If you haven’t seen topflight wheelchair basketball before, just imagine what would happen if the NBA met NASCAR.
"The second you walk into the gym, you hear high-speed collisions and smell burning rubber from the players’ wheels," says Jeff Mohl of the New York City Sports Commission. He knows what he’s talking about: the Sports Commission organizes the Mayor’s Cup Wheelchair Basketball Tournament presented by the Barclays/Nets Community Alliance—one of the nation’s top wheelchair-basketball events. This year’s installment will take place October 8–10 at Manhattan College’s Draddy Gymnasium.
"Players often flip over in their wheelchairs as they jostle for position," Mohl continues, "but they pop back up afterwards as if nothing happened." And the intense competition demands world-class athletes. "If you think it’s hard hitting a three-point shot with a hand in your face, imagine how tough it is to hit a three-point shot with a hand in your face from a moving wheelchair," says Mohl.
When we spoke to him in advance of last year’s tournament, John Hamre, president of the Wheelchair Sports Federation (an organization that promotes the health benefits of adaptive sports), offered a thorough scouting report, starting with veteran Edy Lopez, who plays for the New York Rollin’ Knicks: "Big guy, big hands, can post up, can shoot three-pointers and very competitive." Then Hamre moved on to describe a promising young gun, Dylan Levine of the Bulova Nets. Just 17, Levine had been scouted by college coaches, and Hamre predicted that he’d "probably go to a Division I program on a scholarship." His hunch was correct—the multi-talented Levine won’t participate in the 2010 tournament, as he’s attending the University of Arizona on a tennis scholarship.
This might sound like typical pre-game scouting for any basketball tournament—but whatever challenges these players face on the court, they’ve overcome far greater adversity in just reaching the gym. Lopez is a Navy veteran and an amputee who lost his leg to cancer about two decades ago; Levine battles a painful bone disease called fibrous dysplasia.
Spectator admission to the Mayor’s Cup is free, and the game is a fast-paced, entertaining affair. "There’s not really a pivot foot—[players] never stop with the ball," explains Hamre, noting just one of the differences between wheelchair basketball and the on-foot game. "That throws people sometimes when they’re watching."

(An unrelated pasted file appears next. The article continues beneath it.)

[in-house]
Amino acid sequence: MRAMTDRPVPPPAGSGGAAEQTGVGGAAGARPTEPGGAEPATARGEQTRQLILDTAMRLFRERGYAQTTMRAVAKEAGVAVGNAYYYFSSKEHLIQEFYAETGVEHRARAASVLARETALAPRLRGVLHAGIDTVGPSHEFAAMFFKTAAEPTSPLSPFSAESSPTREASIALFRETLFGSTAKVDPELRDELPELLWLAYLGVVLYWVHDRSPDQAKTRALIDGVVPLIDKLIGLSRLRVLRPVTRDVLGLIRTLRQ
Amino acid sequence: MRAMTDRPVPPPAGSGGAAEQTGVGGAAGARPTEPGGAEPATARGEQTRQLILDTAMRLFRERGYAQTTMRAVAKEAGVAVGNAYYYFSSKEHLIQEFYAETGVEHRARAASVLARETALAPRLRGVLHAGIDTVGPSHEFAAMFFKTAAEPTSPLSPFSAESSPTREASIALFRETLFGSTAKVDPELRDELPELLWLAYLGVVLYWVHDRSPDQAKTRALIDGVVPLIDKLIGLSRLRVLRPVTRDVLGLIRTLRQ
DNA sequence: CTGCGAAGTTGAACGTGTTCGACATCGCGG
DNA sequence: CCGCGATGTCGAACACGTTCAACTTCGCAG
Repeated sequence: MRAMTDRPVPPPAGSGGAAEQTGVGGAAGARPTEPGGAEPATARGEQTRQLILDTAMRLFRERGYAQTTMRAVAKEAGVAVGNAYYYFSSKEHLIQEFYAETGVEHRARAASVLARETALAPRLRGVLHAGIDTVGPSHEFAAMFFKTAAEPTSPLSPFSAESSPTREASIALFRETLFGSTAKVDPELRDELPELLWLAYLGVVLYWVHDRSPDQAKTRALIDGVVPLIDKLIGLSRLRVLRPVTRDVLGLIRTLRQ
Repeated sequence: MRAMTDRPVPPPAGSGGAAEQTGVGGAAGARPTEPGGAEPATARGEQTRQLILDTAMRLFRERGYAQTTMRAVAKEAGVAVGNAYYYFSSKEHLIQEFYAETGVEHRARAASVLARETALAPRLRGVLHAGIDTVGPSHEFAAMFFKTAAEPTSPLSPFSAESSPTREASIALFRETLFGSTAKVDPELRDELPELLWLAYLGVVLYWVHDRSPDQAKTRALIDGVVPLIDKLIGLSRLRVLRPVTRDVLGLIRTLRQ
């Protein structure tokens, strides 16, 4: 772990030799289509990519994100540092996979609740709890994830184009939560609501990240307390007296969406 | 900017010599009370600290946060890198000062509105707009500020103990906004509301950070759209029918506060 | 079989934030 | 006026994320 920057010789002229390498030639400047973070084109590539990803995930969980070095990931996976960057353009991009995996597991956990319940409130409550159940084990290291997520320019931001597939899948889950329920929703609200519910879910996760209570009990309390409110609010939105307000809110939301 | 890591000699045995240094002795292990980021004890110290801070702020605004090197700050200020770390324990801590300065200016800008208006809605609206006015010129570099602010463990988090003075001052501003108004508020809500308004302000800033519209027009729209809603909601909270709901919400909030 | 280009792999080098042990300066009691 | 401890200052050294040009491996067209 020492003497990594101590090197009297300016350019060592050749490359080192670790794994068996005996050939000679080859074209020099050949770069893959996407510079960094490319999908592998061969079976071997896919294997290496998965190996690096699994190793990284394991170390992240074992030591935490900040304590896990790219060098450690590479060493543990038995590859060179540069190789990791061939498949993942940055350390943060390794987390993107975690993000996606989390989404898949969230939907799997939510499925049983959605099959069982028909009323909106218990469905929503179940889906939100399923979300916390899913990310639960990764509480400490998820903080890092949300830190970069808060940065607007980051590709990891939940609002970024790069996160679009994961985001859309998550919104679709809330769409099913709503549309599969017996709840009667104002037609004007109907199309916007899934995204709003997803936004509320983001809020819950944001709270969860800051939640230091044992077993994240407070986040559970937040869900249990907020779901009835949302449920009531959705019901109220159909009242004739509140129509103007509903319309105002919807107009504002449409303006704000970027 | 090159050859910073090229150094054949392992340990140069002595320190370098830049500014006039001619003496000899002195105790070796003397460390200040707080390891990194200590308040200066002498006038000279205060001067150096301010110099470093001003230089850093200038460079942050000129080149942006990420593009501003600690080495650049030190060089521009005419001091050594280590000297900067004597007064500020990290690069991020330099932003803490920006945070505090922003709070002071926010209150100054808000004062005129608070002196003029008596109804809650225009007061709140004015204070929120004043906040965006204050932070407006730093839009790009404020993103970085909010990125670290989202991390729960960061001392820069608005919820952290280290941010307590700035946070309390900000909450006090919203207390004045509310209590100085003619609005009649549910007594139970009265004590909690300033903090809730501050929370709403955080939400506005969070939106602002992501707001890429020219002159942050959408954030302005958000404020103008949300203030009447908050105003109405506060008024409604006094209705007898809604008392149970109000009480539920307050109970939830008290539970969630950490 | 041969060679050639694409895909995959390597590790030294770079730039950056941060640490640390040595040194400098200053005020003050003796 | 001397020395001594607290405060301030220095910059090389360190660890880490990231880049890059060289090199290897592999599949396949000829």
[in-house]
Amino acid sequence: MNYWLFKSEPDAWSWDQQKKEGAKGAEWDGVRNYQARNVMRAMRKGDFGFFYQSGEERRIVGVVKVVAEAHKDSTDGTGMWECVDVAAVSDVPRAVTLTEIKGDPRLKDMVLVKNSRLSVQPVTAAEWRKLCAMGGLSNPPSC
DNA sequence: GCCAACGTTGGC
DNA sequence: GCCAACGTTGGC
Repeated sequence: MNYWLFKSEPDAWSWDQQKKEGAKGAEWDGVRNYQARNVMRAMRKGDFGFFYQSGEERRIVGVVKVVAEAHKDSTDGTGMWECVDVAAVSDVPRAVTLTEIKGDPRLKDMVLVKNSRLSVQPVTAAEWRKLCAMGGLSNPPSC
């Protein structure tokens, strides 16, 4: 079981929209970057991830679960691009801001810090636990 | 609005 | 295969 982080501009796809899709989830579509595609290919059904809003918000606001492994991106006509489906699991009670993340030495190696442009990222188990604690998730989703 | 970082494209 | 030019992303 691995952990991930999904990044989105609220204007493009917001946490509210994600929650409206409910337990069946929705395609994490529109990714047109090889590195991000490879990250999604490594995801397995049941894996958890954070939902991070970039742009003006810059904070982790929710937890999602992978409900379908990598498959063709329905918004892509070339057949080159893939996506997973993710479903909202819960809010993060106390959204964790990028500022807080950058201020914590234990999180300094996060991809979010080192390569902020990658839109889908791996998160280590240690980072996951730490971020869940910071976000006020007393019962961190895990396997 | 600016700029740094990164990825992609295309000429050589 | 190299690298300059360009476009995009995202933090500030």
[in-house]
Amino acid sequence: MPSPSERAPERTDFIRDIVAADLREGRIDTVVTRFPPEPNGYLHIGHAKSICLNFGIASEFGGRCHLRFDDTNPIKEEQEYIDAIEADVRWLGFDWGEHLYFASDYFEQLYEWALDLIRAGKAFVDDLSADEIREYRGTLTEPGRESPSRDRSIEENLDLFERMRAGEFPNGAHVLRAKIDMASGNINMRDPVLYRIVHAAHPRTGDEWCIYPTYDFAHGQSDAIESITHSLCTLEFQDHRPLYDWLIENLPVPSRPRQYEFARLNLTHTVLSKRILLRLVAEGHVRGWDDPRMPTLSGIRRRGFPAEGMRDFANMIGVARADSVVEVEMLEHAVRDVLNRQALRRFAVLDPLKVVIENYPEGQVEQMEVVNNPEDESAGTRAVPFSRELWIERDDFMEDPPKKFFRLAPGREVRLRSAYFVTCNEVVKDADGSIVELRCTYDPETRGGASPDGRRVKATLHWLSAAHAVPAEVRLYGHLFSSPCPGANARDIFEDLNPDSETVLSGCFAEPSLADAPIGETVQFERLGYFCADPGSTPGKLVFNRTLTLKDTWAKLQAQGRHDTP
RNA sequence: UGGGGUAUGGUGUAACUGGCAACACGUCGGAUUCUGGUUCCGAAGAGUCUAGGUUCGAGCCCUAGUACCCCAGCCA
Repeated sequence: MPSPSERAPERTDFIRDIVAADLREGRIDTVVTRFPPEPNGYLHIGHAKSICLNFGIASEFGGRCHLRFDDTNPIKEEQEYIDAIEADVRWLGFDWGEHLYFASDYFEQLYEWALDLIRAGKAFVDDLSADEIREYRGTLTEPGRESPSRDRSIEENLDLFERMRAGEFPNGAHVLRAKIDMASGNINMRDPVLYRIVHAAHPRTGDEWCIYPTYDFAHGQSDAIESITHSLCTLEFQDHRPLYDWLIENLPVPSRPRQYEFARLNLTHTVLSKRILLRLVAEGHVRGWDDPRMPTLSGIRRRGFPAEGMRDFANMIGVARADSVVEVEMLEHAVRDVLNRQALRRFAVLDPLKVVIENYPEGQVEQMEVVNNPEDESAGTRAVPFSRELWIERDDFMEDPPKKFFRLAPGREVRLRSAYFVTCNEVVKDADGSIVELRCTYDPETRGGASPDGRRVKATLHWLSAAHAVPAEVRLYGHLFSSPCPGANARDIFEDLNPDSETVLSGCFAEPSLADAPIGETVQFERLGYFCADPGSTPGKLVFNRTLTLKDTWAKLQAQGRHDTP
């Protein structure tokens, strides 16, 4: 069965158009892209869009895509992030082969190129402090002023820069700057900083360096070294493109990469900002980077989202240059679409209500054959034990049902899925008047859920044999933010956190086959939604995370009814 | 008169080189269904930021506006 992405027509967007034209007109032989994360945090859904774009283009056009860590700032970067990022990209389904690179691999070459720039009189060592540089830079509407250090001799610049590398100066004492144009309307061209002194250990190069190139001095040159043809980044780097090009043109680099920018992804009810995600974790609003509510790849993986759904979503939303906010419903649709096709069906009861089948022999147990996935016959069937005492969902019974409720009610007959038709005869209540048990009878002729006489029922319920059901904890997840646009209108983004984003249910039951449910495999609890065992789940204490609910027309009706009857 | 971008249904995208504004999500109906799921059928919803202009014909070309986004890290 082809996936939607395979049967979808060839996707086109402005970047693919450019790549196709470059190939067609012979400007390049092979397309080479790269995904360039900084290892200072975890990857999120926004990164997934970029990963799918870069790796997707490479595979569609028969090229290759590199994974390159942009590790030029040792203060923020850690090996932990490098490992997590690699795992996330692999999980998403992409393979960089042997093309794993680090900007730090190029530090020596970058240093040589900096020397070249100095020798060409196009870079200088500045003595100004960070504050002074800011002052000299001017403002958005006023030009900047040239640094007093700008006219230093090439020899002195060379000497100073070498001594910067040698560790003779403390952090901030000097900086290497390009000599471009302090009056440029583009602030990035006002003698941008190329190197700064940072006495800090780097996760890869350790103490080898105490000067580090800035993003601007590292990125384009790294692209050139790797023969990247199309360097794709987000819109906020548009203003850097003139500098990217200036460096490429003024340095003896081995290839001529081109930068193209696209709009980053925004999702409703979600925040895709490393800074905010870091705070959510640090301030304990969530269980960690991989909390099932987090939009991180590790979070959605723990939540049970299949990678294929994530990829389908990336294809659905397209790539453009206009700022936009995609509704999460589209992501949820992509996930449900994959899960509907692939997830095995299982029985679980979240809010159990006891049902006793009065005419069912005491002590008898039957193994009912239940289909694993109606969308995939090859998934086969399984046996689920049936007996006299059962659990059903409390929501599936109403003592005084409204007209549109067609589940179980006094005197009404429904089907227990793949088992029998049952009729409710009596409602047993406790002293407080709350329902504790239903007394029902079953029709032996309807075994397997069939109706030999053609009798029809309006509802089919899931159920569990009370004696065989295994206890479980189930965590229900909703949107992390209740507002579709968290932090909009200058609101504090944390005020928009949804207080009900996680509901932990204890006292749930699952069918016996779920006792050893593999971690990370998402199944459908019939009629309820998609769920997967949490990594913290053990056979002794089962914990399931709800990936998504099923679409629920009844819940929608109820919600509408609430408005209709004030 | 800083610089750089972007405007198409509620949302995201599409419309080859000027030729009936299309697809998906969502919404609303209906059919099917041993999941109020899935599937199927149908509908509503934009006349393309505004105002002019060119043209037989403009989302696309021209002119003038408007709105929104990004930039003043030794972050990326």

The event is certainly worth attending on its own terms, like many other NYC sports happenings. But it’s also valuable for the role it plays in motivating men and women who might otherwise stay inactive. "This is a great example of a tournament where people do come out, see it and enjoy it, and they want to learn and participate," says Hamre, lamenting the most common reasons that disabled athletes often take too long to join in: "One, they’re depressed; and two, they’re scared."
The Mayor’s Cup is part of his effort to change that. As such, he practically insisted on having his phone number in this article: "Put my number everywhere—I’d be happy if it gets [potential athletes] off their couches."
So here is Hamre’s number, which you should call if you want to get started in adaptive sports: 917-519-2622. You can also reach Hamre by email at firstname.lastname@example.org. Email is the best way to inquire about volunteering at an event or donating to the organization.
For more information about the Mayor’s Cup Wheelchair Basketball Tournament presented by the Barclays/Nets Community Alliance, contact Jeff Mohl at 212-484-5410 or email@example.com.
The tournament schedule is as follows (unless otherwise noted, all games are at Manhattan College’s Draddy Gymnasium):
Friday, October 8
New York Knicks vs. New York Nets, Court 1
Bulova Nets vs. Nassau County Kings, Court 2
NEPVA Celtics vs. Bay State Clippers, Court 1
Connecticut Spokebenders vs. New England Blazers, Court 2
Team and Media Welcome Dinner featuring Matthew Sapolin, Court 3
Saturday, October 9
Bulova Nets vs. New England Blazers, Court 1
Junior Team Canada vs. Nassau County Kings, Court 2
Junior Team Canada vs. Connecticut Spokebenders, Court 1
New York Knicks vs. Bay State Clippers, Court 2
New York Nets vs. NEPVA Celtics, Court 1, Horace Mann High School
Connecticut Spokebenders vs. Bulova Nets, Court 1
New York Knicks vs. Rochester Wheels, Court 2
New England Blazers vs. Nassau County Kings, Court 1, Horace Mann High School
Bay State Clippers vs. New York Nets, Court 2, Horace Mann High School
Rochester Wheels vs. NEPVA Celtics, Court 1
Bulova Nets vs. Junior Team Canada, Court 2
Nassau County Kings vs. Connecticut Spokebenders, Court 1
Junior Team Canada vs. New England Blazers, Court 2
NEPVA Celtics vs. New York Knicks, Court 1
New York Nets vs. Rochester Wheels, Court 2
Rochester Wheels vs. Bay State Clippers, Court 1
Sunday, October 10: Playoffs and Championship Game
Semifinal, Court 1
Semifinal, Court 2
Championship, Court 1
Consolation, Court 2